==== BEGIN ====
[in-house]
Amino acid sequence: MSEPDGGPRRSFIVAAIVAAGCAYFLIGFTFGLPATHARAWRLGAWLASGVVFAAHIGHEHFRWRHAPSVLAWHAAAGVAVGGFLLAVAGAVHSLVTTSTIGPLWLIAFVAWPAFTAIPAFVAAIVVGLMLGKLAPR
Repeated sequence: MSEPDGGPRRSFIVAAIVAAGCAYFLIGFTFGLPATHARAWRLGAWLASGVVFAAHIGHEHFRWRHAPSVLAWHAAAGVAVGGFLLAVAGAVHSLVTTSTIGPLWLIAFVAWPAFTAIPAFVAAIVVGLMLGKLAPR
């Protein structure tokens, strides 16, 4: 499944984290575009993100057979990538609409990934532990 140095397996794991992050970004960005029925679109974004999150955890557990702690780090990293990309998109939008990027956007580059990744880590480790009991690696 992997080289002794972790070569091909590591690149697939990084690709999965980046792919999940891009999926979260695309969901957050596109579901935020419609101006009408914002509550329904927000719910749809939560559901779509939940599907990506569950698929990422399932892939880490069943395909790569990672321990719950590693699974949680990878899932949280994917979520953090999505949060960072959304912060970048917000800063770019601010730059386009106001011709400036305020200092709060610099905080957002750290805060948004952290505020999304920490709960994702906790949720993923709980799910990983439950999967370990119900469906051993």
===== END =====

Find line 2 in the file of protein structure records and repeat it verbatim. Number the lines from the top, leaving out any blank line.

Amino acid sequence: MSEPDGGPRRSFIVAAIVAAGCAYFLIGFTFGLPATHARAWRLGAWLASGVVFAAHIGHEHFRWRHAPSVLAWHAAAGVAVGGFLLAVAGAVHSLVTTSTIGPLWLIAFVAWPAFTAIPAFVAAIVVGLMLGKLAPR